The radiators have always had two controls one which the user is able to control (Either a tap or TRV) and the other which is pre-set by the installer. The latter, in the old days, was used to ensure a differential pressure so water went through all radiators, but now it is far more important and ensures the temperature drop across each radiator is about 15ÂºC when the user valves are full open.
Different makes and models of boiler use different methods of controlling water flow but one method is bypass valve and as each radiators TRV shuts it down more un-cooled water is returned to the boiler and the boiler reduces output to match.
I have one problem with all this. I have a Myson electrical cooled radiator which unlike all the radiators with TRVs instead of returning less hot water when the thermostat works returns more hot water as there is no control on flow rate of water only speed of fan. As a result the method of boiler control being pump speed, heat output, and pressure differential could make the difference between working well or being a complete flop.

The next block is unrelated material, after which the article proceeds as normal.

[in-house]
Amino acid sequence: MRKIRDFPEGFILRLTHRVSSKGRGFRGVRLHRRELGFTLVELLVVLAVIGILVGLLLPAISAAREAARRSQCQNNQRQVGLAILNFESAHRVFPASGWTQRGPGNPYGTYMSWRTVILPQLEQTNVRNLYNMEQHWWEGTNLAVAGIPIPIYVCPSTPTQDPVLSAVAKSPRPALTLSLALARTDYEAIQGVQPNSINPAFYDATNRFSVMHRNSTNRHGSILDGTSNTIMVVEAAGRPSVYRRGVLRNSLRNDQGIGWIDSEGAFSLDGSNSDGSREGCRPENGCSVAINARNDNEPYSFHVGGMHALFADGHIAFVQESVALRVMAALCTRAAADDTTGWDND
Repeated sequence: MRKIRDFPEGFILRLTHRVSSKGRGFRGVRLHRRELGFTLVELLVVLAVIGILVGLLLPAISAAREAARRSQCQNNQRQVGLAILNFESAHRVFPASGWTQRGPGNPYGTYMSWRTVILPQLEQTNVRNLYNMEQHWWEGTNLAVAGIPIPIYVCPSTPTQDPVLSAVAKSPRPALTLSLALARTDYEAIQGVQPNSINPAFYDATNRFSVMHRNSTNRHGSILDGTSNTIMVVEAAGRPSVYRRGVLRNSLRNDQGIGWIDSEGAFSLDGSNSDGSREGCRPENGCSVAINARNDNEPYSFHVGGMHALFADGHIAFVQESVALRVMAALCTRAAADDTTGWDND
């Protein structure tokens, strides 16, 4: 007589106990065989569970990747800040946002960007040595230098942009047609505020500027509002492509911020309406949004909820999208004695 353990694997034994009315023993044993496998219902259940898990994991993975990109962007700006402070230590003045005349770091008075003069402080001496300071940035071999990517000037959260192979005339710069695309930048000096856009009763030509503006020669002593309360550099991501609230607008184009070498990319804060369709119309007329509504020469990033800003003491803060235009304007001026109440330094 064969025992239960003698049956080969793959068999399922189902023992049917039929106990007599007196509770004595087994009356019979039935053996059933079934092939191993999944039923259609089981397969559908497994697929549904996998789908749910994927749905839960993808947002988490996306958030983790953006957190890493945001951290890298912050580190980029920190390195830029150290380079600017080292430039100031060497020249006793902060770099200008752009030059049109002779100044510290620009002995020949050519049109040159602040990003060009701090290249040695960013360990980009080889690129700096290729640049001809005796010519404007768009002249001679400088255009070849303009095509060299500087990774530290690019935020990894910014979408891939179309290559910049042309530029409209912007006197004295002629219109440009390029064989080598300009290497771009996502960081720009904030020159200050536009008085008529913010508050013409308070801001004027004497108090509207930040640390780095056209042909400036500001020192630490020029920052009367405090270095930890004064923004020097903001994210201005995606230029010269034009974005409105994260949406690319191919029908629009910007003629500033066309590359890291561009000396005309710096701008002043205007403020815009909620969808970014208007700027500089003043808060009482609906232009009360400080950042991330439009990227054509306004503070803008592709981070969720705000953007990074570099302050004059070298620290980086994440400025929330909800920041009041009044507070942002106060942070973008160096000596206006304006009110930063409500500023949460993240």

Some boilers were very, hit and miss, and the condensating part only worked when it first switched on and as it heated up the condensating part all went by the wind, which took the water vapour away. Also sealed systems have higher water pressures which allow the water to get hotter, in same way as a cars radiator works, it also has limited damage if a leak should happen as it is not self filling and once the pressure is released it switches off minimising the damage that the water can cause. On the other hand with higher pressure more likely to leak and bleeding is a real pain. Also I do not want radiators hot enough to burn. Electrical regulations say a part which need not be touched for normal operation and is metallic has an upper limit of 80ÂºC non metallic 90ÂºC the Myson is OK but the other radiators unless convection covers are fitted would not comply and since the boiler is electrically controlled it comes under the regulations 423.1 Table 42.1.